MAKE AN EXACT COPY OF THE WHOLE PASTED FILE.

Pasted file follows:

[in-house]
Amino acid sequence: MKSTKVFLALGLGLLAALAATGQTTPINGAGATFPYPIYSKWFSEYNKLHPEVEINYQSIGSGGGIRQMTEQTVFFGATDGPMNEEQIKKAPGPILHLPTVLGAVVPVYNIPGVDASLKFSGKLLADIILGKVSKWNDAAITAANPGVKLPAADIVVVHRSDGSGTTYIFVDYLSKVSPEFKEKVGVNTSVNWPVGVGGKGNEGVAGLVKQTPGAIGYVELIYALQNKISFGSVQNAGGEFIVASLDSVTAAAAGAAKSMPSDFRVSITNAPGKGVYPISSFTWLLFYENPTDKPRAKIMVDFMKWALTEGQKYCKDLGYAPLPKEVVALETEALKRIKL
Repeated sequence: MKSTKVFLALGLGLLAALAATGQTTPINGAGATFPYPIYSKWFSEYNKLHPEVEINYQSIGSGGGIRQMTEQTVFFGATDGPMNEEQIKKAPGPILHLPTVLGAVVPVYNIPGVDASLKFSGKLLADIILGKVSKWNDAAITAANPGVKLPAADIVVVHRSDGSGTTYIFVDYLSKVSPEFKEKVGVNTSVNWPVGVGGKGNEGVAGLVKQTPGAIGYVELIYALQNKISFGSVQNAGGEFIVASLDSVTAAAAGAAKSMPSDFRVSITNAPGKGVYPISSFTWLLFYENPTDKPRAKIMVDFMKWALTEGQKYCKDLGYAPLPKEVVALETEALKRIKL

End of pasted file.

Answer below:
[in-house]
Amino acid sequence: MKSTKVFLALGLGLLAALAATGQTTPINGAGATFPYPIYSKWFSEYNKLHPEVEINYQSIGSGGGIRQMTEQTVFFGATDGPMNEEQIKKAPGPILHLPTVLGAVVPVYNIPGVDASLKFSGKLLADIILGKVSKWNDAAITAANPGVKLPAADIVVVHRSDGSGTTYIFVDYLSKVSPEFKEKVGVNTSVNWPVGVGGKGNEGVAGLVKQTPGAIGYVELIYALQNKISFGSVQNAGGEFIVASLDSVTAAAAGAAKSMPSDFRVSITNAPGKGVYPISSFTWLLFYENPTDKPRAKIMVDFMKWALTEGQKYCKDLGYAPLPKEVVALETEALKRIKL
Repeated sequence: MKSTKVFLALGLGLLAALAATGQTTPINGAGATFPYPIYSKWFSEYNKLHPEVEINYQSIGSGGGIRQMTEQTVFFGATDGPMNEEQIKKAPGPILHLPTVLGAVVPVYNIPGVDASLKFSGKLLADIILGKVSKWNDAAITAANPGVKLPAADIVVVHRSDGSGTTYIFVDYLSKVSPEFKEKVGVNTSVNWPVGVGGKGNEGVAGLVKQTPGAIGYVELIYALQNKISFGSVQNAGGEFIVASLDSVTAAAAGAAKSMPSDFRVSITNAPGKGVYPISSFTWLLFYENPTDKPRAKIMVDFMKWALTEGQKYCKDLGYAPLPKEVVALETEALKRIKL